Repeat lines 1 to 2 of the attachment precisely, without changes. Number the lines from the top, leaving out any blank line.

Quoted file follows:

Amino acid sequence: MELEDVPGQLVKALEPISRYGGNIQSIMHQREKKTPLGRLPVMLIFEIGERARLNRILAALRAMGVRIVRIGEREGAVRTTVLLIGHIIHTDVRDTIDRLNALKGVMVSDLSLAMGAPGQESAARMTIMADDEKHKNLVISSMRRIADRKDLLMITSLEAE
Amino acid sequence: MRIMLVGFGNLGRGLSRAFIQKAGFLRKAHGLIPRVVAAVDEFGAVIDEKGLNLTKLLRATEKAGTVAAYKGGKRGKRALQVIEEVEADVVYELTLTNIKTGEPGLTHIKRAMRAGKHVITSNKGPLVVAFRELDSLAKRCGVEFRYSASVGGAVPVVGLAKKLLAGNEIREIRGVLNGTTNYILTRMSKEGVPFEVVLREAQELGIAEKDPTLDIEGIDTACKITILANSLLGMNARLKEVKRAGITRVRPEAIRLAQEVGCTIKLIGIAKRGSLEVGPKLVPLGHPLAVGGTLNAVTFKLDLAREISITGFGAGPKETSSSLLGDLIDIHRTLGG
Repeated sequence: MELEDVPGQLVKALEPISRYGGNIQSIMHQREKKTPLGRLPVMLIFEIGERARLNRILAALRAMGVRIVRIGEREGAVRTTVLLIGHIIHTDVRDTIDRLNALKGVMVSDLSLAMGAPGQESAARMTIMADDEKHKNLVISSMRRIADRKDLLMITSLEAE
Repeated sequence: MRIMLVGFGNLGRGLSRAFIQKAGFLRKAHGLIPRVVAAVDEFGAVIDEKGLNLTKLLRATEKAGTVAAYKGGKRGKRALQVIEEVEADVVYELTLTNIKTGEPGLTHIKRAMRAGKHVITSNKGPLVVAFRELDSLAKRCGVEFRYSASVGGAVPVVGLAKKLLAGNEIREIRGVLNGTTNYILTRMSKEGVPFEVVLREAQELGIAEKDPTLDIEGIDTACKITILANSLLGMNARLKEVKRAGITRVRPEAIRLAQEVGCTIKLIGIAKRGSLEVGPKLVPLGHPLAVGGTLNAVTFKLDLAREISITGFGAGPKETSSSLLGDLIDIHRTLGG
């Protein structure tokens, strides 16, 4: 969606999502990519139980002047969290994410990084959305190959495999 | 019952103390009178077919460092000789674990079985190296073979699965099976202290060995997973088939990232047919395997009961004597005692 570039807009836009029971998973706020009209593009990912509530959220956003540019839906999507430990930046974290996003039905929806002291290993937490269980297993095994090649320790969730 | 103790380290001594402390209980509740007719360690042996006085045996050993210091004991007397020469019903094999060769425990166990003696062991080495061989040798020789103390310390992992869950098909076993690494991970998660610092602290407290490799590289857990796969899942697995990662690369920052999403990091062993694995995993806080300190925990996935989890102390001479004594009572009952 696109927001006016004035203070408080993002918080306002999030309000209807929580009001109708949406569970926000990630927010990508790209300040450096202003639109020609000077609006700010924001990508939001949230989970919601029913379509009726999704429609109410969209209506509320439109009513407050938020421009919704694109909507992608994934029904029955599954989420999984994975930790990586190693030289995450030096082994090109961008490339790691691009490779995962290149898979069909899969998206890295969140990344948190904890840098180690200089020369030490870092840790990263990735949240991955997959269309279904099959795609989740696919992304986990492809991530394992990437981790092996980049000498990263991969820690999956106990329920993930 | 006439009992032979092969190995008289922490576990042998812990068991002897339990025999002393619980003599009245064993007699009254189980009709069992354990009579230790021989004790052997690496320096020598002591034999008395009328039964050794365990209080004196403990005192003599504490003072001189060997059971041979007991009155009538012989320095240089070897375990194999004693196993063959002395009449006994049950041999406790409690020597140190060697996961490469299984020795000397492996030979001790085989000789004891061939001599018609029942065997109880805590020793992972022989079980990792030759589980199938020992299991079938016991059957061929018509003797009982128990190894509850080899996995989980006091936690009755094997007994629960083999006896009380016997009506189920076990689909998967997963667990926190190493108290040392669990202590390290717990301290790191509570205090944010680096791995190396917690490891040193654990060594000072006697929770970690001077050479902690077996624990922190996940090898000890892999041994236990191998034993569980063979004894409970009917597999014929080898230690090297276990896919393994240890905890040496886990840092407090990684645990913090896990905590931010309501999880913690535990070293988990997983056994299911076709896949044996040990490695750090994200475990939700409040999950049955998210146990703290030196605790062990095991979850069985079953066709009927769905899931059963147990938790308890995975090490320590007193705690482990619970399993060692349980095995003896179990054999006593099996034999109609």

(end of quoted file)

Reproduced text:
Amino acid sequence: MELEDVPGQLVKALEPISRYGGNIQSIMHQREKKTPLGRLPVMLIFEIGERARLNRILAALRAMGVRIVRIGEREGAVRTTVLLIGHIIHTDVRDTIDRLNALKGVMVSDLSLAMGAPGQESAARMTIMADDEKHKNLVISSMRRIADRKDLLMITSLEAE
Amino acid sequence: MRIMLVGFGNLGRGLSRAFIQKAGFLRKAHGLIPRVVAAVDEFGAVIDEKGLNLTKLLRATEKAGTVAAYKGGKRGKRALQVIEEVEADVVYELTLTNIKTGEPGLTHIKRAMRAGKHVITSNKGPLVVAFRELDSLAKRCGVEFRYSASVGGAVPVVGLAKKLLAGNEIREIRGVLNGTTNYILTRMSKEGVPFEVVLREAQELGIAEKDPTLDIEGIDTACKITILANSLLGMNARLKEVKRAGITRVRPEAIRLAQEVGCTIKLIGIAKRGSLEVGPKLVPLGHPLAVGGTLNAVTFKLDLAREISITGFGAGPKETSSSLLGDLIDIHRTLGG